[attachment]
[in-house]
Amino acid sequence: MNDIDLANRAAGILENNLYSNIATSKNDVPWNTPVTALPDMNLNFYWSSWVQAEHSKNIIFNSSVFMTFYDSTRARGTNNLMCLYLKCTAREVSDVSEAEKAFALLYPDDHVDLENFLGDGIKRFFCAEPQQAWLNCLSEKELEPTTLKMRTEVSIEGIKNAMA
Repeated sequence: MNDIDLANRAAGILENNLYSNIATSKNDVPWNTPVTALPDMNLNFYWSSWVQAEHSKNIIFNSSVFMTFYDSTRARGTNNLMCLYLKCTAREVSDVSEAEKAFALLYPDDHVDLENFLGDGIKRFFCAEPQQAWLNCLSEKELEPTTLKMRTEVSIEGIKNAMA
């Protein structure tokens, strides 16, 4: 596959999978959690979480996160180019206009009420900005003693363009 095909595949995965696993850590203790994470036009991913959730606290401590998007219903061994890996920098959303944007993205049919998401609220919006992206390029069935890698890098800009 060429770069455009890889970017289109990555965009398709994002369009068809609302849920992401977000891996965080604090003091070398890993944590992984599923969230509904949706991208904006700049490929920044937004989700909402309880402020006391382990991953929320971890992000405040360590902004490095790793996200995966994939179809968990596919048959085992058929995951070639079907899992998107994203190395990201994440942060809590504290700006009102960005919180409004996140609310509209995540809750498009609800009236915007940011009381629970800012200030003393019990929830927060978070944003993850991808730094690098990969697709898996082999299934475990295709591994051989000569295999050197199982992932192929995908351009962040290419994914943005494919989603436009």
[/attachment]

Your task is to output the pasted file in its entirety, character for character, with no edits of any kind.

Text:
[in-house]
Amino acid sequence: MNDIDLANRAAGILENNLYSNIATSKNDVPWNTPVTALPDMNLNFYWSSWVQAEHSKNIIFNSSVFMTFYDSTRARGTNNLMCLYLKCTAREVSDVSEAEKAFALLYPDDHVDLENFLGDGIKRFFCAEPQQAWLNCLSEKELEPTTLKMRTEVSIEGIKNAMA
Repeated sequence: MNDIDLANRAAGILENNLYSNIATSKNDVPWNTPVTALPDMNLNFYWSSWVQAEHSKNIIFNSSVFMTFYDSTRARGTNNLMCLYLKCTAREVSDVSEAEKAFALLYPDDHVDLENFLGDGIKRFFCAEPQQAWLNCLSEKELEPTTLKMRTEVSIEGIKNAMA
């Protein structure tokens, strides 16, 4: 596959999978959690979480996160180019206009009420900005003693363009 095909595949995965696993850590203790994470036009991913959730606290401590998007219903061994890996920098959303944007993205049919998401609220919006992206390029069935890698890098800009 060429770069455009890889970017289109990555965009398709994002369009068809609302849920992401977000891996965080604090003091070398890993944590992984599923969230509904949706991208904006700049490929920044937004989700909402309880402020006391382990991953929320971890992000405040360590902004490095790793996200995966994939179809968990596919048959085992058929995951070639079907899992998107994203190395990201994440942060809590504290700006009102960005919180409004996140609310509209995540809750498009609800009236915007940011009381629970800012200030003393019990929830927060978070944003993850991808730094690098990969697709898996082999299934475990295709591994051989000569295999050197199982992932192929995908351009962040290419994914943005494919989603436009």